Democrats are very good at coming up with “solutions” in moments of crisis — though these usually just create new, and often bigger, problems. The fact that radical Islam is primarily at fault is frustrating, because the fight against it does not yield the simple answers people want.
So as polls go up and down, it is important to see the 2016 race in context: this is, and always was, Hillary Clinton’s election to lose.
Nearly the entire political and media elite believe it is “her turn,” either because she was cheated in 2008, or because she has paid her dues.
She would also be the first female president, and while fewer Americans than expected seem to care about that yet, it is a powerful argument for her candidacy, and offers voters the opportunity to be a part of history once again, just as they were for Obama.
She is also the first major party candidate to be nominated for president while under FBI investigation for serious crimes. But her closest supporters seem unaware that she could be indicted for mishandling classified information, or that she apparently abused her position as Secretary of State to enrich her family foundation.
(Trump may inadvertently have made her indictment less likely, since he is probably less palatable to the administration than any other Republican alternative would have been.)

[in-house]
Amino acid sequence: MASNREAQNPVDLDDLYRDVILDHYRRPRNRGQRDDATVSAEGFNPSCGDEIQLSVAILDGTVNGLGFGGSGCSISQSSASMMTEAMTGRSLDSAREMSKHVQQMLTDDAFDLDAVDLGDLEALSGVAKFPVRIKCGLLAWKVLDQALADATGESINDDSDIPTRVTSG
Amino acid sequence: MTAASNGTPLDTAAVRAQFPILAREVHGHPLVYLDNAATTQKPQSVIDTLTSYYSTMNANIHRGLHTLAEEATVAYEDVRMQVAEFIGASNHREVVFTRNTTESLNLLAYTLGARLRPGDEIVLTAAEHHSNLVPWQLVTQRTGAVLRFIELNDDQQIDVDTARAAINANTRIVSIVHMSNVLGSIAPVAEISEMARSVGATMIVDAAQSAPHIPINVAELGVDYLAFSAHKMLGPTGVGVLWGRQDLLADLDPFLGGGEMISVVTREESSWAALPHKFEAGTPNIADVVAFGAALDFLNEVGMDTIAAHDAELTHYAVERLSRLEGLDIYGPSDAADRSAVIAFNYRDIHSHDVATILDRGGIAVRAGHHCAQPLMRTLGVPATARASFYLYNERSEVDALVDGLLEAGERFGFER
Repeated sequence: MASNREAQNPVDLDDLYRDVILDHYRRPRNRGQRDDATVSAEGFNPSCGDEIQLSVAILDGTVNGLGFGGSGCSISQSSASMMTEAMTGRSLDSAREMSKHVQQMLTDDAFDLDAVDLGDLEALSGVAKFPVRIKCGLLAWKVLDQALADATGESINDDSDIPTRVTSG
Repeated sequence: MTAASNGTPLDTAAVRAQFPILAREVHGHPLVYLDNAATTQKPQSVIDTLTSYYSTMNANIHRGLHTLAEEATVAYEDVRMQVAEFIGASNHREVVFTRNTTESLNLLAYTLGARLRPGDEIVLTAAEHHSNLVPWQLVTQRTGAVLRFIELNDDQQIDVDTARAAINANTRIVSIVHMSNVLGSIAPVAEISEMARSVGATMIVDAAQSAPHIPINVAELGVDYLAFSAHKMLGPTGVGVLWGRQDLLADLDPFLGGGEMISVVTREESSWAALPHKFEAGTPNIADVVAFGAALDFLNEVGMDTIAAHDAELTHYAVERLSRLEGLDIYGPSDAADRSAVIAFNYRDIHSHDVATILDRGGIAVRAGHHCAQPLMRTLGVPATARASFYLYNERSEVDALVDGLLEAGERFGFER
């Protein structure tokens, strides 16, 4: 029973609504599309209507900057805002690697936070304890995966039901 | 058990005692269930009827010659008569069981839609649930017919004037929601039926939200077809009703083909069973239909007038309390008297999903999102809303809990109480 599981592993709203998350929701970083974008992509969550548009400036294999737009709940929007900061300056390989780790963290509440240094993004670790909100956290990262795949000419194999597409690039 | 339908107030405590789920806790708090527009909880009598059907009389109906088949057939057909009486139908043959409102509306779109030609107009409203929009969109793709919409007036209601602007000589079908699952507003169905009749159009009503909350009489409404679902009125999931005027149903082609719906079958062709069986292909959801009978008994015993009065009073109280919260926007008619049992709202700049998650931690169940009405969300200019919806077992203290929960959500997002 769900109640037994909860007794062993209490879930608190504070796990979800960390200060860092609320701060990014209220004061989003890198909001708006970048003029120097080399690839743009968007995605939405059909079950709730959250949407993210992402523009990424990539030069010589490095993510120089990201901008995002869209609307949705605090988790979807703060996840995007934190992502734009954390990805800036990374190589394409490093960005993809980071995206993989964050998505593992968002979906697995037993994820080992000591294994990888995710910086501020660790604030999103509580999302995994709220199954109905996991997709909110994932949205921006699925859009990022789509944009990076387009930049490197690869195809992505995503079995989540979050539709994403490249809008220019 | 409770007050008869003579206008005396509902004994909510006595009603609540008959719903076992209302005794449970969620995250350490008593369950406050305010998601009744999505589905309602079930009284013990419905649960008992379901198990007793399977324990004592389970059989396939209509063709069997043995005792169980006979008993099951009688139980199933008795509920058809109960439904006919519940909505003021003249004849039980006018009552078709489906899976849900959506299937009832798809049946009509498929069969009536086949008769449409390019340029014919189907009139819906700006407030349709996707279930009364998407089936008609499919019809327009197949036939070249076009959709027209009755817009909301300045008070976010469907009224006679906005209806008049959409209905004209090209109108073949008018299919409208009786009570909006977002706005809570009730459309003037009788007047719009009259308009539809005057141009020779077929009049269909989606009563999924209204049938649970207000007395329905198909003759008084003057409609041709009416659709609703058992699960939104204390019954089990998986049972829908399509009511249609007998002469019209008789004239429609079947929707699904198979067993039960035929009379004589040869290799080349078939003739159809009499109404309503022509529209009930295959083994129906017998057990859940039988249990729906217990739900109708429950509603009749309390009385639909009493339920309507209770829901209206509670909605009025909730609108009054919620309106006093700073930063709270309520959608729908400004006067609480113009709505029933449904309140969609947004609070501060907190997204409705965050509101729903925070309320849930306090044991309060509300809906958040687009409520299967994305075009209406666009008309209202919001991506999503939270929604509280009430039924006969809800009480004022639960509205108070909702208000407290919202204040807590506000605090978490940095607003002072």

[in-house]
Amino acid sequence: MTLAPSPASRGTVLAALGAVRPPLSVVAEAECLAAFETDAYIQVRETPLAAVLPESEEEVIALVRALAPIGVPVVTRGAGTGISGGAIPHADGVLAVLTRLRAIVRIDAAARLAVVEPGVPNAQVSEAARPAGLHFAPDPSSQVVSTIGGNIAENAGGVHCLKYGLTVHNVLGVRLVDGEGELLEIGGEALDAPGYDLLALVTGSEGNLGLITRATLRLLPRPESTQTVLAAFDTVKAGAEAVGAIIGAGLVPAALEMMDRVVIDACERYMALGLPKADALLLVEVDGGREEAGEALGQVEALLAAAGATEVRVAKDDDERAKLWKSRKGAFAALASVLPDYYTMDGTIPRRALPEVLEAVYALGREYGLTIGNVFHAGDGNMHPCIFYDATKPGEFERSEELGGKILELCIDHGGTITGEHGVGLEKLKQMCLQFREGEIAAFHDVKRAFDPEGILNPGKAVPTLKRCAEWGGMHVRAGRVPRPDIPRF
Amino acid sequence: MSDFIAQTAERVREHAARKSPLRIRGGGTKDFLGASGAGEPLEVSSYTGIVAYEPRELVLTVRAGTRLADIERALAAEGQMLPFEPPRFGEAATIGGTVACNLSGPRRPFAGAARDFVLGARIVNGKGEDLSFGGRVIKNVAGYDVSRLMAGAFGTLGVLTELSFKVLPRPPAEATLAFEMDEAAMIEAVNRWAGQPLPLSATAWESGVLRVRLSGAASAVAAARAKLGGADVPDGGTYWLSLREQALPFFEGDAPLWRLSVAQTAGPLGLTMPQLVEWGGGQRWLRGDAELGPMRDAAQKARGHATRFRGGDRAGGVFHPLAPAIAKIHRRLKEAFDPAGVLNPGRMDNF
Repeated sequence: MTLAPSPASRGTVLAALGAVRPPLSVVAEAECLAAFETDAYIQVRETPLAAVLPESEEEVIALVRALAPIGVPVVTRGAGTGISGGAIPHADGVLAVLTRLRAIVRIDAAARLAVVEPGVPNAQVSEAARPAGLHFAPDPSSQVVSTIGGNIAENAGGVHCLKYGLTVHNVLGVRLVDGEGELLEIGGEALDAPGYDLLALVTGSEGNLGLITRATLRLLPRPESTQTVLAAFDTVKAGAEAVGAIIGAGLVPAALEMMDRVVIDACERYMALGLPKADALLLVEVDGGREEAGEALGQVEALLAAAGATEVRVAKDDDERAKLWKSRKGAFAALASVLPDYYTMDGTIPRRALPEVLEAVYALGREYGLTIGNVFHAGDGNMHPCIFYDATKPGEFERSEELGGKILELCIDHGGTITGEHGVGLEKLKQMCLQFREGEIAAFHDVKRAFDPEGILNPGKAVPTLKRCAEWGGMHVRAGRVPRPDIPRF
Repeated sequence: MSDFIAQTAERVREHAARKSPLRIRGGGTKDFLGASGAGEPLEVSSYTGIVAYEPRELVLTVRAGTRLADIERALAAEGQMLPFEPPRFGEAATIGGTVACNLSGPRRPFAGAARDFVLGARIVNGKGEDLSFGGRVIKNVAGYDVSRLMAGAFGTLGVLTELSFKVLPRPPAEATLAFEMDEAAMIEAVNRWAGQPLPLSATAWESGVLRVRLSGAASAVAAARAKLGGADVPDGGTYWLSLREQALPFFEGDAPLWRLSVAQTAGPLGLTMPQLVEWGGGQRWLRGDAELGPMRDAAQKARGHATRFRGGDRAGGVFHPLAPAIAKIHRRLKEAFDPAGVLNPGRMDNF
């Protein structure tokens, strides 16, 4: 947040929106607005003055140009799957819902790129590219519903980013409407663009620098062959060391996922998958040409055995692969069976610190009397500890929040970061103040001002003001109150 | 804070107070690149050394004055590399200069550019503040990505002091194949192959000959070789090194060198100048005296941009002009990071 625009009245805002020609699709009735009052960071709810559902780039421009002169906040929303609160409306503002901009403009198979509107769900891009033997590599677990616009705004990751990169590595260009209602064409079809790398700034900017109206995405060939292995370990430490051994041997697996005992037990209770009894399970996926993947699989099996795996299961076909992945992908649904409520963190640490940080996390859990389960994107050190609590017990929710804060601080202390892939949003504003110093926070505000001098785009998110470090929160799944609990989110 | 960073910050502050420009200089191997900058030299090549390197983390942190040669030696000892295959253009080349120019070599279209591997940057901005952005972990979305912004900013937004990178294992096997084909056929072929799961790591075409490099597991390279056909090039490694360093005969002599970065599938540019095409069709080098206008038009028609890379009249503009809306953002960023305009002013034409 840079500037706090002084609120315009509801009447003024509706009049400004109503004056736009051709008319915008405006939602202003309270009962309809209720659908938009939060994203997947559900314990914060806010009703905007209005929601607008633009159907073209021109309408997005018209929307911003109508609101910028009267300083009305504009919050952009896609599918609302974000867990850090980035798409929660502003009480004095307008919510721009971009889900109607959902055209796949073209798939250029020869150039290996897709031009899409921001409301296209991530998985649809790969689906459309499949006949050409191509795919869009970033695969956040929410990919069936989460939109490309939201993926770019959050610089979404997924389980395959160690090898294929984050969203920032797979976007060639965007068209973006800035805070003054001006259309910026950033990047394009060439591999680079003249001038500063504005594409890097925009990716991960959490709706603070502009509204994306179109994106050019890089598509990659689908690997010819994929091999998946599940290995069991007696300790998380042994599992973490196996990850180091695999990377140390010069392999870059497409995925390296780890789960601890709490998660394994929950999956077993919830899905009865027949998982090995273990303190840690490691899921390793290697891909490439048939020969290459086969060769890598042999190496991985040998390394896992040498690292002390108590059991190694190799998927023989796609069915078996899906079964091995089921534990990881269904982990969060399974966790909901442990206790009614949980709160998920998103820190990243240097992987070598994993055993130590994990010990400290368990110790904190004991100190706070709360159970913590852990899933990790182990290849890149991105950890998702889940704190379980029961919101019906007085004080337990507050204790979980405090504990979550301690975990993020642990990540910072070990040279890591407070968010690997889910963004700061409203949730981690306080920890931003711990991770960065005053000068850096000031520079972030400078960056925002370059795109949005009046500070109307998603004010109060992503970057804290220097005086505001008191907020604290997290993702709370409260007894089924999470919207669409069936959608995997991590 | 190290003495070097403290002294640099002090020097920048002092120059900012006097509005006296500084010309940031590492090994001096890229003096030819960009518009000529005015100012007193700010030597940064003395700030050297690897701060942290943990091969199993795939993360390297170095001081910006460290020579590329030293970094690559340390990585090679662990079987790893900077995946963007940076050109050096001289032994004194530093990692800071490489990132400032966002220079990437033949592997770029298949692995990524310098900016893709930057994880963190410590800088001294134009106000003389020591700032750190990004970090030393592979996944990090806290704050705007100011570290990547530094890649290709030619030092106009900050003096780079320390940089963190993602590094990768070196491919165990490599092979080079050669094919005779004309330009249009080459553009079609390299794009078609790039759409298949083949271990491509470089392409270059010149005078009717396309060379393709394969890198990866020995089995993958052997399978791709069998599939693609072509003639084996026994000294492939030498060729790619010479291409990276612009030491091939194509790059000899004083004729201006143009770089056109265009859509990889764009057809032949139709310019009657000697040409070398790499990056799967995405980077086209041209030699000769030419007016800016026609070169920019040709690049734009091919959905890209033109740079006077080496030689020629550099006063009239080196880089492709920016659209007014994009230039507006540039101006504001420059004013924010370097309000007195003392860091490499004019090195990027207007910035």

At the same time, Trump is better placed to oppose Clinton than any other Republican would have been.
In the primary, he proved himself to be the only candidate willing and able to take on the media, which is the Republican Party’s most powerful opposition. He showed more cross-party appeal than any Republican candidate since Ronald Reagan. Trump’s approval ratings among minority groups are bad, but little worse than other Republicans’ have been, and sometimes far better than expected.
In addition, if Republicans are doomed to lose — which they may be (see above), better that it be with Trump than with any other candidate. Some believed Sen. Ted Cruz (R-TX) could lead conservatives to the Promised Land of power, but the more likely result — especially after “New York values” — was that he would have lost, and conservatives would have been blamed. Trump’s outsider candidacy is enough of a singular event that no particular wing of the party would bear the burden of defeat.
But defeat is not inevitable. The question is how Trump can win.
And the answer is to build on what has worked for him in the past, not to invent the new-and-improved, “presidential” Trump that the candidate himself has largely failed to deliver.
Of course, Washington’s tactical experts are full of advice. Karl Rove, for one, wrote in the Wall Street Journal Thursday that Trump “can’t win from a TV studio” — that he needs an expensive ad campaign and a ground game in swing states.